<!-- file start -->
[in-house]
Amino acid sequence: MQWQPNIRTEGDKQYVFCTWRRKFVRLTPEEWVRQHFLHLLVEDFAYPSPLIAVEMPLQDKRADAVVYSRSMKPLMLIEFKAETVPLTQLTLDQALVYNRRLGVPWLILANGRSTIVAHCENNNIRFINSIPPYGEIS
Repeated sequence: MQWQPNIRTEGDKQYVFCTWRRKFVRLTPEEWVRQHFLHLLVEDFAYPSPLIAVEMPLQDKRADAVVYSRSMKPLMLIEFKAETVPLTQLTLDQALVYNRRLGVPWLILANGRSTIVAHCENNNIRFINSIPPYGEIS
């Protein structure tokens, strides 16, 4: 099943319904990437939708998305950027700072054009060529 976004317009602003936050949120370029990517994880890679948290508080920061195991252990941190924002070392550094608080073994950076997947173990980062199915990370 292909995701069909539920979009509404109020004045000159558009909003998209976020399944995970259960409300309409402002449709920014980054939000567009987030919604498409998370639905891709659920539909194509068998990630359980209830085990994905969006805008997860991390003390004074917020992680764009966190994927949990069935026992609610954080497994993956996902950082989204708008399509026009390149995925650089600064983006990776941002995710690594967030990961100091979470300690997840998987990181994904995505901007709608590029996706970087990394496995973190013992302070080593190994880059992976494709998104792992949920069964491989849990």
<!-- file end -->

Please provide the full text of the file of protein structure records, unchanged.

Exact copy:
[in-house]
Amino acid sequence: MQWQPNIRTEGDKQYVFCTWRRKFVRLTPEEWVRQHFLHLLVEDFAYPSPLIAVEMPLQDKRADAVVYSRSMKPLMLIEFKAETVPLTQLTLDQALVYNRRLGVPWLILANGRSTIVAHCENNNIRFINSIPPYGEIS
Repeated sequence: MQWQPNIRTEGDKQYVFCTWRRKFVRLTPEEWVRQHFLHLLVEDFAYPSPLIAVEMPLQDKRADAVVYSRSMKPLMLIEFKAETVPLTQLTLDQALVYNRRLGVPWLILANGRSTIVAHCENNNIRFINSIPPYGEIS
């Protein structure tokens, strides 16, 4: 099943319904990437939708998305950027700072054009060529 976004317009602003936050949120370029990517994880890679948290508080920061195991252990941190924002070392550094608080073994950076997947173990980062199915990370 292909995701069909539920979009509404109020004045000159558009909003998209976020399944995970259960409300309409402002449709920014980054939000567009987030919604498409998370639905891709659920539909194509068998990630359980209830085990994905969006805008997860991390003390004074917020992680764009966190994927949990069935026992609610954080497994993956996902950082989204708008399509026009390149995925650089600064983006990776941002995710690594967030990961100091979470300690997840998987990181994904995505901007709608590029996706970087990394496995973190013992302070080593190994880059992976494709998104792992949920069964491989849990």